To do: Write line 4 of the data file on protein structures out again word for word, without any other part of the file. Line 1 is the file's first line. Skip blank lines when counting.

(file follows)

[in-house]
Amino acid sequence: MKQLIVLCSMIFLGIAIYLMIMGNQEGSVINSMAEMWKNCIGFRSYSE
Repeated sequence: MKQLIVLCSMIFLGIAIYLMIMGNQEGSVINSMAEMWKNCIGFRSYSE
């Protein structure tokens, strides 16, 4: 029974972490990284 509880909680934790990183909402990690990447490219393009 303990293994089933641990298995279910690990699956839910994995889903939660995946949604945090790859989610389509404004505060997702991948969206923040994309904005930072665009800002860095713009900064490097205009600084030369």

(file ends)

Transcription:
């Protein structure tokens, strides 16, 4: 029974972490990284 509880909680934790990183909402990690990447490219393009 303990293994089933641990298995279910690990699956839910994995889903939660995946949604945090790859989610389509404004505060997702991948969206923040994309904005930072665009800002860095713009900064490097205009600084030369």